Following the news of national events in Kazakhstan provoking an Internet failure in the Bitcoin mining country which resulted in a significant drop in the hash rate, CryptoSlate spoke with Alan Konevsky, legal director of PrimeBlock.
PrimeBlock is a digital asset mining and infrastructure provider, which currently operates a hash capacity of around 1000 PH / s, which equates to around 0.6% of Bitcoin’s total global hash rate, with mining facilities spread across the United States and Canada.
Konevsky commented on recent developments in Kazakhstan and Kosovo and highlighted their impact on the industry, from an insider perspective.
Developing countries struggle to keep up
Crypto mining aside, developing countries like Kazakhstan and Kosovo have limited power grids, unable to meet high demand.
“Electricity generation and distribution infrastructure is often a weak point,” Konevsky said, pointing to the bottleneck for developing countries struggling to keep up with technological advancements.
“Political instability fuels and stems from such struggles and has exacerbated their impact and duration,” he explained.
At the end of last year, Central Asia – from western Kazakhstan to southern Tajikistan –suffered power and energy shortages after being hit by a severe drought, limiting hydropower production and hence Bitcoin mining.
In November, the Kazakhstan Electricity Grid Operating Company (KEGOC) explained that the problems were due to malfunctions, but also overuse of the system, which the government attributed to crypto miners who flocked in Kazakhstan from China.
“In a similar fashion, Kosovo’s largest coal-fired power plant was recently closed for a technical problem, so they were forced to import electricity, the prices of which are already on an upward trend. “Konevsky commented.
Faced with the worst energy crisis in a decade due to production shutdowns, the Kosovo government recently Posted a general ban on mining cryptocurrencies with the aim of reducing electricity consumption.
“In the grand scheme of things, the decisions of these countries to limit mining do not reflect their feelings on blockchain and cryptocurrencies so much as their status as developing countries with developing infrastructure,” noted Konevsky, adding that “it is quite difficult for them to meet basic needs and support economic growth.
What does this mean for North American miners?
Bitcoin miners in North America are indirectly affected by these decisions in a number of ways, some of which are quite positive, according to Konevsky.
“First, less hashing power in the network means more room for miners in North America to increase their share of the network,” he began to explain.
“Second, mining companies, including those that moved after regulatory changes in China, have moved to countries like Kazakhstan and Kosovo because the cost of electricity is much cheaper than in North America. . If mining becomes a complete no-start in these countries, we could see the miners relocate instead of shutting down operations, thus reversing the loss of hashing power, ”he added.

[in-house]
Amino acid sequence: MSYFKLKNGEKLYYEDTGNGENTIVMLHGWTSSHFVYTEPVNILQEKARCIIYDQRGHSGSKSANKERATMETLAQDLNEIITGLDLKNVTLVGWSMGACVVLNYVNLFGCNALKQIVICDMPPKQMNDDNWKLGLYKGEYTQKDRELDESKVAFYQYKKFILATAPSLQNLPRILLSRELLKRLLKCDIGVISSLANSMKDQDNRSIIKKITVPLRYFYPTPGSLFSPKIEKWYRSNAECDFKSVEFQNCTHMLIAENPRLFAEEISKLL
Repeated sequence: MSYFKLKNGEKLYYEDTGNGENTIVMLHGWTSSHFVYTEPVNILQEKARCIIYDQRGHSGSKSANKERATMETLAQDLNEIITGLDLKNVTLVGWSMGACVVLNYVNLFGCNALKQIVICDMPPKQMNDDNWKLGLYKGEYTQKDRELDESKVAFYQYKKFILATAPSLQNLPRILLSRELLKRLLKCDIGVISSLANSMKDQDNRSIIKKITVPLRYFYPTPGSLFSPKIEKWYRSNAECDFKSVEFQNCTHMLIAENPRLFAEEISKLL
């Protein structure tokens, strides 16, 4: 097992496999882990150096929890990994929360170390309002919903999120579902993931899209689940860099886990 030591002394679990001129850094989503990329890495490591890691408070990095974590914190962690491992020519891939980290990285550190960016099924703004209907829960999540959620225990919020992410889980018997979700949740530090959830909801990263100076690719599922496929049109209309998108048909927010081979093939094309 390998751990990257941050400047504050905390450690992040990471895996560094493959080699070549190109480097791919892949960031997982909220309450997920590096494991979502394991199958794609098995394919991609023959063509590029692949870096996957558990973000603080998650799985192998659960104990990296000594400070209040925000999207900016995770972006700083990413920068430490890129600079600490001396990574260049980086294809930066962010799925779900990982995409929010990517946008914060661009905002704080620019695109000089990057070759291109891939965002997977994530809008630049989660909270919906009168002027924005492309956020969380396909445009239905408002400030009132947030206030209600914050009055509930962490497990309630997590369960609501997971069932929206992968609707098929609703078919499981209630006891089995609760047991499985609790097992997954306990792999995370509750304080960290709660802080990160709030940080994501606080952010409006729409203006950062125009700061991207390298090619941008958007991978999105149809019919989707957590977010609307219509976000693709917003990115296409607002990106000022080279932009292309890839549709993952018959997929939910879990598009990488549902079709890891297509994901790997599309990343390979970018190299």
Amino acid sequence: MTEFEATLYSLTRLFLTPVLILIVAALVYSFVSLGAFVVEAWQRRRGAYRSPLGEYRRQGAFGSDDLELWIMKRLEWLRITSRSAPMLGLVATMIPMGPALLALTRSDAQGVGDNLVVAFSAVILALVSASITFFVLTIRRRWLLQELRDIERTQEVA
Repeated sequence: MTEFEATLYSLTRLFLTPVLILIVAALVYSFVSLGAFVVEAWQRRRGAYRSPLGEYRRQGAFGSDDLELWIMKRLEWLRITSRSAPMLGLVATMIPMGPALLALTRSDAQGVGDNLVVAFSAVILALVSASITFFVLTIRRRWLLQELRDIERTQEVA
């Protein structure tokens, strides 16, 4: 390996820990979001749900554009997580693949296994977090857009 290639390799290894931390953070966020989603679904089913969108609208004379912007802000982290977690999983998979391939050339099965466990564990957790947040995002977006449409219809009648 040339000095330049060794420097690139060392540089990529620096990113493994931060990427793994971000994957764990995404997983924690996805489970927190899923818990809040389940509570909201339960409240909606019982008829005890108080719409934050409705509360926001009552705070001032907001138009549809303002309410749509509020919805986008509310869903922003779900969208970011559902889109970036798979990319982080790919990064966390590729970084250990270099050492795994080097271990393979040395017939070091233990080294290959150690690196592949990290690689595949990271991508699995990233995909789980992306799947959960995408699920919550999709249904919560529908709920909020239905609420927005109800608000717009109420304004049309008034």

“Third, the decisions made by these countries could set a precedent for other countries to follow. If other developing countries decide to limit or ban bitcoin mining, it could change the bitcoin mining landscape as a whole, ”Konevsky concluded.
The future of competition
“This industry is mobile, to a point,” Konevsky noted, commenting that as the Bitcoin mining industry matures, a stable political climate and stable inputs will play a decisive role.
Like other developing industries, “as companies seek to evolve in the face of barriers to equipment and energy supply and grapple with fluctuations in asset prices and other market challenges,” horizontal and vertical consolidation is to be expected.
As he explained, “The IPO is a great way for crypto firms to raise funds, gain more legitimacy, and even access new markets through increased financial firepower. “.
“Large mining companies have the resources and the size to weather the ups and downs of the market,” Konevsky explained, because of their ability to afford new equipment when prices are high and to rent or buy new equipment. space in data centers.
“Small miners, on the other hand, may not be able to survive if the price of Bitcoin drops too low or if they cannot compete with the large mining companies,” he noted, adding that long term – will always be competition between miners.
Although he could not disclose specific details on the company’s plans for 2022, Konevsky assured that PrimeBlock is well positioned to face the challenges of the market.
The company’s strategy is to focus on locations that have surplus electricity and favorable space, cost and regulatory parameters, he explained.
“We have the latest mining equipment, the best partnerships, a scalable and agile strategy that does not rely on long-term development projects, and a team of experienced professionals,” he concluded, adding that PrimeBlock is fine. equipped to meet the challenges of a developing country landscape.
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